BRISTOL, Tenn. — Cue the siren at the Dawsonville Pool Room. Another Elliott victory is in the books.
Chase Elliott joined his father — "Awesome Bill from Dawsonville" and "Million Dollar Bill" — as a winner of the annual NASCAR All-Star Race, with the Georgia native earning the $1 million prize Wednesday in front of limited spectators at Bristol Motor Speedway.
"Oh my gosh, I can't believe it," the 24-year-old Hendrick Motorsports driver said.
Back in the Elliotts' hometown in the mountains of the Peach State, the pool room has marked every win by the father — Elliott, a NASCAR Hall of Famer, hasn't competed in a Cup Series race since 2012 — or son by blaring its horn no matter the time of day or night.
Elliott won the second and third stages of the All-Star Race and earned the right to choose which lane he wanted to restart for the final 15-lap sprint to the finish. He picked the outside and pulled buddy Ryan Blaney, a Team Penske and Ford driver, with him on the restart but was never challenged. Elliott beat Kyle Busch in the Joe Gibbs Racing No. 18 Toyota to the finish line.
Interestingly, both Elliotts became All-Star winners at tracks that don't typically host the annual event that started in 1985.
Bill Elliott won the NASCAR All-Star Race in 1986 at Atlanta Motor Speedway, the only time it was not held at Charlotte Motor Speedway until this year, when it was moved from Concord, North Carolina, because of the coronavirus pandemic.
Tennessee state officials allowed NASCAR and Speedway Motorsports to sell 30,000 tickets to the race at Bristol. North Carolina would not authorize spectators for the race.
"What better night to have fans back," Elliott said. "There's nothing like Bristol. There's no feeling like it. This speaks for itself, Bristol is an electric atmosphere. We'll take that million dollars back to Georgia."
His father earned the "Million Dollar Bill" moniker when he won the Winston Million in 1986 for his victories in NASCAR "crown jewel" races at Daytona International Speedway, Talladega Superspeedway and Darlington Raceway. Two years later, Bill Elliott won his lone Cup Series season championship.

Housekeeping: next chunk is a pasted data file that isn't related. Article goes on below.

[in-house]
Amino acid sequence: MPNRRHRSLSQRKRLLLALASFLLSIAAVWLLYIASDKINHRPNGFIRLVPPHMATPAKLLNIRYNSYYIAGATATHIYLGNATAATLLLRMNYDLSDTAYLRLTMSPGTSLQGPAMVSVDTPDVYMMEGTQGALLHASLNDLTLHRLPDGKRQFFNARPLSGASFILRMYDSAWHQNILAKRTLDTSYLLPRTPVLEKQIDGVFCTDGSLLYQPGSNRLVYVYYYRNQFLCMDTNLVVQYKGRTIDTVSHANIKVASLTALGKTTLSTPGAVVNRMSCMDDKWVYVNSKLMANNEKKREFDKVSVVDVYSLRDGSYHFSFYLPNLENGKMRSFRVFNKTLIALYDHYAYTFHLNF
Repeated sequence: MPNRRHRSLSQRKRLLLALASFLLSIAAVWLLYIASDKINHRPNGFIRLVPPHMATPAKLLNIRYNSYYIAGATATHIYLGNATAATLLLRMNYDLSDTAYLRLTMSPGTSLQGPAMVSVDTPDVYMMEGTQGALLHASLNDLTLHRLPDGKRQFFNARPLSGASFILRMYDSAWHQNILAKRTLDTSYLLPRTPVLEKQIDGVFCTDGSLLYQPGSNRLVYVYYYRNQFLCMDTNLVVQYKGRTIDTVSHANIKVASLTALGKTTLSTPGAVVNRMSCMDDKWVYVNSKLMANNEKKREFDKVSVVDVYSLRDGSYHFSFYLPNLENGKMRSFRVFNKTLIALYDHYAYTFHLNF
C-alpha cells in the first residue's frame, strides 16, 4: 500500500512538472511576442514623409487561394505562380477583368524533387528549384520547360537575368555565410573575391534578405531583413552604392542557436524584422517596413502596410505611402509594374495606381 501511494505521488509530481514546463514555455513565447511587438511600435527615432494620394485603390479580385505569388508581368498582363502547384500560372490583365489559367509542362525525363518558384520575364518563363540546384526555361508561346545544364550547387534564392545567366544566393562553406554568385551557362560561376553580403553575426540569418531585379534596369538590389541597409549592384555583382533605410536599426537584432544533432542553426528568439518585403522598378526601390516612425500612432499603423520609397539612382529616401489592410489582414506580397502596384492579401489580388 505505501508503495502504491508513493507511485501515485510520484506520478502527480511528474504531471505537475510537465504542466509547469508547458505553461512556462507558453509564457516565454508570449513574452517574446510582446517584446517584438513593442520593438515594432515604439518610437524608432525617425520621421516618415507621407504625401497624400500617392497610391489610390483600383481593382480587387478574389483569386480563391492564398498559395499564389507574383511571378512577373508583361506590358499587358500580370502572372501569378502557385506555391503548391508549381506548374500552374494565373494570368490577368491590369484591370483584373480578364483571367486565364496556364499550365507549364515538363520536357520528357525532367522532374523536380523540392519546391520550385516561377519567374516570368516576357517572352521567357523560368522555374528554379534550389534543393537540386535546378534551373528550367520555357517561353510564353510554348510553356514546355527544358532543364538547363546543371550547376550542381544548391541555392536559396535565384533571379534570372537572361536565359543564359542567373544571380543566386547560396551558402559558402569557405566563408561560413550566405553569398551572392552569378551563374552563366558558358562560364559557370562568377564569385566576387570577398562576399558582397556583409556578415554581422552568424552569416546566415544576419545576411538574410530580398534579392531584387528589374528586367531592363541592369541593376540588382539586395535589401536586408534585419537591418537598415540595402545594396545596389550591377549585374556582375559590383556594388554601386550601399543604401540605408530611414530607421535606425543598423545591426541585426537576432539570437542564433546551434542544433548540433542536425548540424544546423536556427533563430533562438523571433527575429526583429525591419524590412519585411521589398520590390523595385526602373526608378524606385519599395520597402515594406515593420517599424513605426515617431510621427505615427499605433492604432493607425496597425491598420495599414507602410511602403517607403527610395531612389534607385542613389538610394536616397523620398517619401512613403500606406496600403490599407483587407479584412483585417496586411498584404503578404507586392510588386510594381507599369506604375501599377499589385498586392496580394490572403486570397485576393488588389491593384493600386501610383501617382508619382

The crowd surged to the fence and chanted "USA! USA!" as Chase Elliott celebrated on the front stretch at Bristol on Wednesday. It was the most spectators at a sporting event in the United States since March. Because the speedway is privately owned, attendance numbers will not be released, but there appeared to be about 20,000 in the grandstands. Tickets were on sale through Tuesday evening and still available on Bristol's website until the deadline.
Bristol, dubbed "The Last Great Colosseum," can hold about 140,000 spectators. Speedway Motorsports had those in attendance physically distanced in the grandstands and face masks were required to enter, though fans were told they could remove them once in their seats.
After the post-race fireworks, an announcement was made telling fans they'd be dismissed by row.
Elliott won in his fifth NASCAR All-Star Race appearance and is the 25th different driver to win the made-for-TV showcase that doesn't count in the points standings. Chase and Bill join Hall of Famers Dale Earnhardt and Dale Earnhardt Jr. as winning father-son duos of the event.
Bubba Wallace crashed in the qualifying race, ruining his shot of racing for the $1 million prize.
One driver advanced into the All-Star race through a fan vote, and Wallace had been leading when results were last updated by NASCAR a week earlier. After he crashed 17 laps into the qualifying race — which awarded three additional slots to stage winners into the 20-driver All-Star field — he was no longer eligible to win the fan vote.
It didn't matter, anyway. Clint Bowyer was named winner of the fan vote, and NASCAR said he received the most votes even with Wallace eliminated. Aric Almirola advanced by winning the first stage, William Byron for winning the second and Matt DiBenedetto for winning the third.
Wallace had race-ending contact with the wall when his No. 43 Chevrolet appeared to be turned from behind by Michael McDowell 17 laps into the first stage. He said he didn't need to see a replay because he knew McDowell's contact was egregious.
"Just disrespect. When you get hooked into the wall, I don't even need to see a replay," Wallace said. "People say he's one of the nicest guys in the garage. I can't wait for the God-fearing text that he is going to send me about preaching and praise and respect. What a joke he is."
A piece of Wallace's crumpled sheet metal was placed on the back of McDowell's team truck, and Wallace was seen walking away.
Wallace climbed from his car and gave a thumbs-up to a contingent of fans cheering for him. Roughly two dozen organizers from Justice 4 the Next Generation traveled from Georgia, North Carolina, South Carolina and Virginia in an effort to diversify NASCAR.
Wallace is the only Black driver competing regularly in NASCAR's top series, and drivers rallied around him after a noose was found at his assigned stall at Talladega Superspeedway in Alabama. Federal authorities ruled last month the noose had been hanging since October and was not a hate crime.